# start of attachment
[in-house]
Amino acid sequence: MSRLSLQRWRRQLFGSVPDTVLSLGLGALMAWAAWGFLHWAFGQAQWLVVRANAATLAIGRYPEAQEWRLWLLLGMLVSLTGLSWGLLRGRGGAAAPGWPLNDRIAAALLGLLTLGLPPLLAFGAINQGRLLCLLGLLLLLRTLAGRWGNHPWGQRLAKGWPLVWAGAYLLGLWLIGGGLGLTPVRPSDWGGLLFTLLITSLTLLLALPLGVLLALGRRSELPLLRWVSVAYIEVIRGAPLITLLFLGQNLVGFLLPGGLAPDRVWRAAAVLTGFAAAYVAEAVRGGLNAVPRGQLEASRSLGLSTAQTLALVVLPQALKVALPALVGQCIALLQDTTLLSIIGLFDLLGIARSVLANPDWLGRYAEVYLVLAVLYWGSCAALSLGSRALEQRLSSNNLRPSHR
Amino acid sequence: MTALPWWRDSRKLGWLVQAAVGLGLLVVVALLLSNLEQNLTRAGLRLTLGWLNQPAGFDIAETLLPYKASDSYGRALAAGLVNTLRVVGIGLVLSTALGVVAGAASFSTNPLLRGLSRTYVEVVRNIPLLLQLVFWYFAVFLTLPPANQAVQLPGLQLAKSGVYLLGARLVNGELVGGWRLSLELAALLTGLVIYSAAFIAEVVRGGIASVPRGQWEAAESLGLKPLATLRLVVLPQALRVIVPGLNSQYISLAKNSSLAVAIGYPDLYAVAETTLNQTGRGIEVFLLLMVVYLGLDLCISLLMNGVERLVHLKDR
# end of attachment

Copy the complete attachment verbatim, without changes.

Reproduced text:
[in-house]
Amino acid sequence: MSRLSLQRWRRQLFGSVPDTVLSLGLGALMAWAAWGFLHWAFGQAQWLVVRANAATLAIGRYPEAQEWRLWLLLGMLVSLTGLSWGLLRGRGGAAAPGWPLNDRIAAALLGLLTLGLPPLLAFGAINQGRLLCLLGLLLLLRTLAGRWGNHPWGQRLAKGWPLVWAGAYLLGLWLIGGGLGLTPVRPSDWGGLLFTLLITSLTLLLALPLGVLLALGRRSELPLLRWVSVAYIEVIRGAPLITLLFLGQNLVGFLLPGGLAPDRVWRAAAVLTGFAAAYVAEAVRGGLNAVPRGQLEASRSLGLSTAQTLALVVLPQALKVALPALVGQCIALLQDTTLLSIIGLFDLLGIARSVLANPDWLGRYAEVYLVLAVLYWGSCAALSLGSRALEQRLSSNNLRPSHR
Amino acid sequence: MTALPWWRDSRKLGWLVQAAVGLGLLVVVALLLSNLEQNLTRAGLRLTLGWLNQPAGFDIAETLLPYKASDSYGRALAAGLVNTLRVVGIGLVLSTALGVVAGAASFSTNPLLRGLSRTYVEVVRNIPLLLQLVFWYFAVFLTLPPANQAVQLPGLQLAKSGVYLLGARLVNGELVGGWRLSLELAALLTGLVIYSAAFIAEVVRGGIASVPRGQWEAAESLGLKPLATLRLVVLPQALRVIVPGLNSQYISLAKNSSLAVAIGYPDLYAVAETTLNQTGRGIEVFLLLMVVYLGLDLCISLLMNGVERLVHLKDR